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Discussion in 'Music' started by Marc Colella, May 5, 2003.
Here's a thought. Apple made a million dollars this week. Now, remember, Apple Music ONLY works with Apple computers, currently 5% of the market. So, if they bring in Windows customers, they stand to make a total of $20 million a week. They say they'll have a windows version out before the end of the year. If they continue on at this rate, they're losing $19 million a week, so I think that Windows version will be here much faster than we think. Enough math. I'm more surprised than anyone that this took off like it did. Most people I talked to thought 99 cents was too high, like myself. But, some said it sounded great. Of course, none of them have Macs. Could this be the future? Well, I always knew eventually there would be a legal Napster. It was destiny. And for all the possible problems, there is at least one possibility that I am all for. With this setup, we have a new distributor. And it's not the record companies. You see, there is no physical product. Once recorded (which the artist pays for), anyone can convert that master tape to mp3 or aac format. All you need then is a distribution channel. Apple is the distributor. Who does this equation leave out? The record companies and the gestapo-like RIAA!
Mac user here. The AAC files that Apple offers sound better and are smaller than MP3 files. The AAC files are even from the original masters where available, not just ripped from CD. The songs that I bought do have the artwork with them and it is viewable in iTunes. I too hope the lyrics come with the songs at some point. I don't think the price is too much for individual songs. PAT
Jobs said it during his presentation. I can't seem to find a direct quote, but it is indirectly quoted on several sites which covered the event, including The Register:
I am extremely doubtful that Apple is now in the remastering business and is taking the time and spending the money to go back to the original master tapes to make these files "better" than retail CDs. I'd like to see more details about this...
I guess it is possible that a few songs/albums were given special treatment, but it would be insincere of Jobs to make a claim if let's say, 100 out of the 200,000 songs were remastered from the original master tapes specifically for Apple to encode on a lossy format. It doesn't make any sense. Again, I think we need more details.
Steve Jobs had this to say during the press event launching the new music service: Taken from Macnn.com (although I think they forgot to include a word or something) "some of the sound better than CDs because we went back to the master copies." I too wish Apple would mention what songs are taken from the "master copies" PAT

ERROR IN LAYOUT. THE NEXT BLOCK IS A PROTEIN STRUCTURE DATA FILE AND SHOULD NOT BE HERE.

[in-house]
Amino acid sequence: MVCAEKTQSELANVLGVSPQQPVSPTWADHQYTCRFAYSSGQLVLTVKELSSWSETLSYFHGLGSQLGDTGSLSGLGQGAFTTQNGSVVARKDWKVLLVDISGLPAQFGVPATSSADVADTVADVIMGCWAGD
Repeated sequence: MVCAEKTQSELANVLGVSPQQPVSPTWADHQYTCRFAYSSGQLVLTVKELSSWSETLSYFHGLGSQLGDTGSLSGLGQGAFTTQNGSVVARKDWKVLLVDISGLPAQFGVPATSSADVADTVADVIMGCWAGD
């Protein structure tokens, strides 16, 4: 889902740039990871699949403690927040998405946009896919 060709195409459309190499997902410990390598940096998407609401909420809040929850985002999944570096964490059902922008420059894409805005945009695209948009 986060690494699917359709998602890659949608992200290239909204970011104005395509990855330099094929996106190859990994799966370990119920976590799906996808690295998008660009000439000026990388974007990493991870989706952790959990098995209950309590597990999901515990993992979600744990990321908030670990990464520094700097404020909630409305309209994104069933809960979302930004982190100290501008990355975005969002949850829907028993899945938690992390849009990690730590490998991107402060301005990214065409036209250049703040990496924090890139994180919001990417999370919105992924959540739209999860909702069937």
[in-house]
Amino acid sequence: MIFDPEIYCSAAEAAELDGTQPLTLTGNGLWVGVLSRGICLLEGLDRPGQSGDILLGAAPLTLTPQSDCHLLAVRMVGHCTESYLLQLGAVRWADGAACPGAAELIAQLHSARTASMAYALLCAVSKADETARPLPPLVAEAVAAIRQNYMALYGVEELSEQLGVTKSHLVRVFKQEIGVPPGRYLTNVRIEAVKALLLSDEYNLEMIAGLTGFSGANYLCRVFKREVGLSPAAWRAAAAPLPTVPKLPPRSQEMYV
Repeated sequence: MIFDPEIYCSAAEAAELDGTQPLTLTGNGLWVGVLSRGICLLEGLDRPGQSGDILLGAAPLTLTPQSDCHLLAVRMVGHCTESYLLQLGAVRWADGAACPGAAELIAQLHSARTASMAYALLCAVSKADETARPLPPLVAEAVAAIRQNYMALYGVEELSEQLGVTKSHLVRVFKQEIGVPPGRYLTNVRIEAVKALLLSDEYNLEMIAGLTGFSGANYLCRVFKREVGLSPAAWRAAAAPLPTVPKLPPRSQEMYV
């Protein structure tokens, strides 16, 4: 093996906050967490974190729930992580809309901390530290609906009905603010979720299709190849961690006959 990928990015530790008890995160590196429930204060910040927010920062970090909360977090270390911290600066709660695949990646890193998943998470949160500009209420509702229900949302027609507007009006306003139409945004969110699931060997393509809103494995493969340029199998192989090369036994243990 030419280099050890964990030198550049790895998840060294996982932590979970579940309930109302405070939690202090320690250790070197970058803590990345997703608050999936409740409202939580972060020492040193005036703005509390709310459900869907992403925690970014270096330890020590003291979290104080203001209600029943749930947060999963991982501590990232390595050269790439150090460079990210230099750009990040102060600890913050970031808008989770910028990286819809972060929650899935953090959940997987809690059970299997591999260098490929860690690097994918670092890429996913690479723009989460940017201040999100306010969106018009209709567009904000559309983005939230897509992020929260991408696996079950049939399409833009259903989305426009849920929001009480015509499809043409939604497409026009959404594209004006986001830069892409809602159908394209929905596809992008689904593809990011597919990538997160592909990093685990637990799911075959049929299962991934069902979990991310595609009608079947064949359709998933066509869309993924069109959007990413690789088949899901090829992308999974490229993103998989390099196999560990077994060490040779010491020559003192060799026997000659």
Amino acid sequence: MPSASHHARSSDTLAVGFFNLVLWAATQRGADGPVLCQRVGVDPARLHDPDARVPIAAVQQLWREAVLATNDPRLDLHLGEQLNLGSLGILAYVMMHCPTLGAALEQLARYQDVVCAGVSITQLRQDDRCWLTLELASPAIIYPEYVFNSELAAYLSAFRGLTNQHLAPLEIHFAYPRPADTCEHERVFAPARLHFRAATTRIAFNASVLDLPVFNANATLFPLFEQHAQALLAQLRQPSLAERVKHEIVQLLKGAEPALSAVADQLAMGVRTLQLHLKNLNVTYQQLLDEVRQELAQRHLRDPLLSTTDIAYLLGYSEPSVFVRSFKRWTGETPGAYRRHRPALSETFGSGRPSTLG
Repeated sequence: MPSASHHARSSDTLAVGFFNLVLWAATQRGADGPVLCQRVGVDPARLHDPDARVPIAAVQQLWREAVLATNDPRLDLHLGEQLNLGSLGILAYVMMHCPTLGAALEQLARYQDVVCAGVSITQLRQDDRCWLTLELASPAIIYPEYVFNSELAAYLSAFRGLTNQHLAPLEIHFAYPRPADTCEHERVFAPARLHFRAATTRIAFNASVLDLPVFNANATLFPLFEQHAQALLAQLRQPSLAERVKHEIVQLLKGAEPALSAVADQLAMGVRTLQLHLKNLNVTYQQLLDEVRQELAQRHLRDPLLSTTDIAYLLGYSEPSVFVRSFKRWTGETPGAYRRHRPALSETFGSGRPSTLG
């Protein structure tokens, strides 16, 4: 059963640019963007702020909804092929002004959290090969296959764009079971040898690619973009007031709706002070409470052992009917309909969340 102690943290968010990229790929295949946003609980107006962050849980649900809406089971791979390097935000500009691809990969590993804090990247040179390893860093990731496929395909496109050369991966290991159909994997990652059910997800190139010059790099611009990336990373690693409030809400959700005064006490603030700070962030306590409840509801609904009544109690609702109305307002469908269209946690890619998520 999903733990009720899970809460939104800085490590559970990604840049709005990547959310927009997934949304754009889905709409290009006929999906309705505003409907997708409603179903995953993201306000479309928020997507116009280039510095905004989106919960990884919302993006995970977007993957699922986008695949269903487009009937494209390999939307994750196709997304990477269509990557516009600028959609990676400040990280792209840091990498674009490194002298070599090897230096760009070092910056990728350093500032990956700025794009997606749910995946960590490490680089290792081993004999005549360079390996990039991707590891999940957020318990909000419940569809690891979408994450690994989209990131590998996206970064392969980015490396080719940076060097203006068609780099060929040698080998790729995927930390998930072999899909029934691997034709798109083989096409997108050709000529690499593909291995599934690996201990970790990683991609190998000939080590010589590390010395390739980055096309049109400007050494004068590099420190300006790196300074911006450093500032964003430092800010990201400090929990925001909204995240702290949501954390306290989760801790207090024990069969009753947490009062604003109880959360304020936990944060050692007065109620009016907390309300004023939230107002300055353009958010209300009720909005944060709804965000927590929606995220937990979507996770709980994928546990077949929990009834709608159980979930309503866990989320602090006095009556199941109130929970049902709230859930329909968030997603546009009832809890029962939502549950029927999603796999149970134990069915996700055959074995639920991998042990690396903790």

I've glanced through this thread. Just thought I'd put my two cents in. Sorry if something I write has already been mentioned. I for one like the idea of 99 cents per song. I find that with a large majority of the albums I buy nowadays, there are only 4 or 5 songs on them that I really like. So paying $5 for the songs that I actually like seems worth it to me. One thing I thought about though was this: Make Sure To Backup Your Files Regularily! If you've downloaded a load of songs, and your hard drive suddenly dies - say goodbye to all the money you spent on the MP3's. You're gonna have to pay for and download them all over again. Hmm, I wonder when this service will be available in Canada...
For those who wonder who the iTunes Music Store is aimed at, I know who it is: me! I listen to all of my music through iTunes or in my car CD player. Very rarely do I listen to one of my three DVD-A discs. So I guess I don't have much audiophile in me. Then again, neither does most of the world. It is my interpretation that the iTunes MS is not supposed to replace or even compete with purchasing actual CDs, let alone HiRez stuff. It is supposed to compete with illegal downloading, people who like music the easy way. People who hear a tune on the radio and want it in their home without going to the store, buying a CD, and finding out it's the only good song on the album and never listening to the disc again. In fact, the feature of the store I doubt I'll ever use is purchasing a whole album. If I want an enitre disc I have no problem shelling out the extra dollars for the real deal so I can have a physical copy in my collection for all time. In the last year I can think of one CD I listened to in my CD player more than once. And that occassion was because the night before I had seen the band in concert and iTunes just wasn't letting me listen to their music as loud and clear as I wanted to. But most of the time my music is played at reasonable levels through my home theater and serves as ambiance to me studying, working or... you know... So, to sum it all up, hooray for iTunes! I'm happy to pay a buck for a song that to me is equal in quality to everything else I've got in iTunes. I look forward to diversifying my collection with songs from artists I'd be scared to purchase a whole album from. Now when I read a recommendation on HTF or read a great review elsewhere I can sample the music for much less than the $14 it usually takes to invest in an artist. Pieter
Andy and Thomas touched on an interesting point--how will insurance companies treat lost or stolen music that was downloaded (and paid for)? Theoretically, you can have thousands of dollars "invested" in your hard drives. Will they be willing to pay for the repurchase of such or will it be incumbent on the owner to keep backups?